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What Comeback? United Continental Disappoints Again

On Tuesday afternoon, United Continental (NYSE: UAL) released its second-quarter earnings results. Adjusted earnings per share reached $2.75: up about 5% year over year and comfortably above the average analyst estimate of $2.63.

Nevertheless, United Continental's earnings report wasn't cause for celebration. First, the company's profit margin continues to decline. Second, United isn't making any tangible progress in catching up to industry leader Delta Air Lines (NYSE: DAL) in terms of profitability.

United ekes out some EPS growth in Q2

Entering the second quarter, United Continental projected that it would earn a pre-tax margin of 10% to 12% for the full quarter. However, it boosted its guidance twice during the quarter. By last week, it had raised its forecast range to 12.5% to 13.5%.

United Continental increased its Q2 margin guidance during the quarter. Image source: United Airlines.

Ultimately, United posted an adjusted pre-tax margin of 13.2%, down from 14.5% a year earlier. It was able to eke out modest EPS growth despite the margin decline due to a combination of revenue growth and a lower share count (driven by heavy buyback activity in 2016).

There were three reasons United's profit margin exceeded the company's original guidance. First, the air cargo market strengthened, leading to better cargo revenue. Second, fuel prices declined during the quarter. Third, non-fuel unit costs didn't rise as much as originally expected during Q2, mainly because some spending shifted to later in the year.

Notably, passenger revenue per available seat mile (PRASM) wasn't a source of outperformance for United. PRASM increased 2.1% year over year: almost exactly at the midpoint of the guidance range provided back in April.

Meanwhile, Delta Air Lines posted slightly higher PRASM growth of 2.5% despite losing $115 million in revenue after a wave of severe storms disrupted operations at its Atlanta hub in April. This allowed it to maintain a big margin advantage over United, with a 17.2% adjusted pre-tax margin.

Delta's adjusted pre-tax margin was 4 percentage points above United's in Q2. Image source: Delta Air Lines.

The third-quarter guidance doesn't look good

United Continental's outlook for the third quarter -- which includes the summer peak season -- is even more discouraging. United expects PRASM to be flat year over year (plus or minus 1%) on a 4% capacity increase. As a result, management's guidance calls for a pre-tax margin of 12.5% to 14.5% for the third quarter.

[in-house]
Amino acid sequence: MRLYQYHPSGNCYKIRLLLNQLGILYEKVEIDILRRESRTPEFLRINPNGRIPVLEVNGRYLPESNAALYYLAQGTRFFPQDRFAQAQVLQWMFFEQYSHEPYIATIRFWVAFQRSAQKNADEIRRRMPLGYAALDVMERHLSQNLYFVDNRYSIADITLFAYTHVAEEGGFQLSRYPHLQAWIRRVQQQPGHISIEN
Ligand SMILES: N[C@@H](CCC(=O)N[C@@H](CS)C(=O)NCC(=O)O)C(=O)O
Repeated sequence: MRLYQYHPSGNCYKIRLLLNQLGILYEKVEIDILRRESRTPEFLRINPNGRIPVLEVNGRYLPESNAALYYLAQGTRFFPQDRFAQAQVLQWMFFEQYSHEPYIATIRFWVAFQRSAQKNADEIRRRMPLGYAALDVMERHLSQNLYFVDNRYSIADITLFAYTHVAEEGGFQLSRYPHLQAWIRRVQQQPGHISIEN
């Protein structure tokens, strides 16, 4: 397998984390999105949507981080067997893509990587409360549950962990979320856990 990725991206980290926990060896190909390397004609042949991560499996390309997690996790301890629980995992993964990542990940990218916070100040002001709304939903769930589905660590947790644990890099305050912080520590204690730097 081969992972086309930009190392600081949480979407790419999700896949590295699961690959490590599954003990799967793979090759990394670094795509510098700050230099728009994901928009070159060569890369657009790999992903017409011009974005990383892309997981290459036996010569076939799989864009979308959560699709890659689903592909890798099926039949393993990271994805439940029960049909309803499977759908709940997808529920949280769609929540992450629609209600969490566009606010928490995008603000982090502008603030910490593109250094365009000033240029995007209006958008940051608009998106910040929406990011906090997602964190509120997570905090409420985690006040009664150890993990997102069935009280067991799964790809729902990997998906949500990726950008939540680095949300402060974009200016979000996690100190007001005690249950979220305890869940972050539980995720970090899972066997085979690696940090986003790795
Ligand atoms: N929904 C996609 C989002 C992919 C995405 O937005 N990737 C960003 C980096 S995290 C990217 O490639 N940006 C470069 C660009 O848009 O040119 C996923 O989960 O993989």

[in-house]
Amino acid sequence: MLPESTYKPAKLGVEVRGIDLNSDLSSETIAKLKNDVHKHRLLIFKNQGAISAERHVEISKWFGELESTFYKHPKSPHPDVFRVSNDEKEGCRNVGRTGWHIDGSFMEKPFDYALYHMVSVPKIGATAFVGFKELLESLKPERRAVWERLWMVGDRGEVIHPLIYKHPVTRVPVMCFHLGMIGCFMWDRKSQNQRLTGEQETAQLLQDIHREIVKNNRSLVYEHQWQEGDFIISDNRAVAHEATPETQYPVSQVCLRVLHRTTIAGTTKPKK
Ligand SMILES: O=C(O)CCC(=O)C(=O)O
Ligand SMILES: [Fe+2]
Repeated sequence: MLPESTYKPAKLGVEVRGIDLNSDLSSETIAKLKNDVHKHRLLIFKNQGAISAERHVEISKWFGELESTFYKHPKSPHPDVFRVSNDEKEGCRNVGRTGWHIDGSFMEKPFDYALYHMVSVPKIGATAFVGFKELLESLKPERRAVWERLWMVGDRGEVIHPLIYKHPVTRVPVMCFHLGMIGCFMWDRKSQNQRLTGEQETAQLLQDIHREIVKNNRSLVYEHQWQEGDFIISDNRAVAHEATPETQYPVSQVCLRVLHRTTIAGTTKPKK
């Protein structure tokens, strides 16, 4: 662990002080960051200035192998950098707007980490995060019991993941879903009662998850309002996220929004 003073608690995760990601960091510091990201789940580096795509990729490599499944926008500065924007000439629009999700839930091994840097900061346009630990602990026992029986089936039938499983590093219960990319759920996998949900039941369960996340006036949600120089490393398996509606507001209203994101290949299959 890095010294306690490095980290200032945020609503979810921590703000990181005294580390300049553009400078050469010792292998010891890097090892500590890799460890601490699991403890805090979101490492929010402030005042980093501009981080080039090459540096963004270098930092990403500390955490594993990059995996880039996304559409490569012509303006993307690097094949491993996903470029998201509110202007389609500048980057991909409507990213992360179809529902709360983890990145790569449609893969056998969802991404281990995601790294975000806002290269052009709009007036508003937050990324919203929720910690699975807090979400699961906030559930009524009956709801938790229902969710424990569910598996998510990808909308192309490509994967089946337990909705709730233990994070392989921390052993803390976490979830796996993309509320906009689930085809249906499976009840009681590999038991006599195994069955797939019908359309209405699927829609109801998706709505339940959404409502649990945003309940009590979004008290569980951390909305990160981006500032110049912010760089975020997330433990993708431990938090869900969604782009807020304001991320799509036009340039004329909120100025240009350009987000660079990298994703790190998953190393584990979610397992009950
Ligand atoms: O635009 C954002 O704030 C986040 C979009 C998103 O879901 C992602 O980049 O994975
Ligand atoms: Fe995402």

This would be roughly in line with United's Q2 margin performance. However, the company achieved an adjusted pre-tax margin of 15.7% in Q3 2016 and 16.6% in Q3 2015. Unless United Continental reaches the high end of its PRASM and margin guidance ranges, EPS will probably decline year over year this quarter, falling short of analysts' expectations.

Delta Air Lines remains the leader by a mile

United Continental's third-quarter forecast shows that for all its talk about closing the "margin gap," the company remains well behind Delta in terms of profitability. Unlike United, Delta Air Lines expects PRASM growth to accelerate this quarter, rising 2.5% to 4.5% year over year.

The wide gap between the two carriers' revenue forecasts suggests that the backlash against United Airlines' well-publicized customer service fiascos may be coming back to haunt United.

Be that as it may, Delta believes its strong unit revenue growth will enable it to achieve an 18% to 20% operating margin this quarter. This translates to a 17% to 19% pre-tax margin. Thus, Delta is on track to exceed United's pre-tax margin by 4-5 percentage points in what should be the strongest quarter of the year for United Continental.

United claims that it will capture more than 70% of the benefit from its $3.8 billion profit improvement plan during the next three years. Still, given that the first 30% of improvement has had no tangible impact on United's earnings, investors can't be very confident that the company will be able to fulfill its goal of matching Delta's profitability.

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Adam Levine-Weinberg owns shares of Delta Air Lines. The Motley Fool has no position in any of the stocks mentioned. The Motley Fool has a disclosure policy.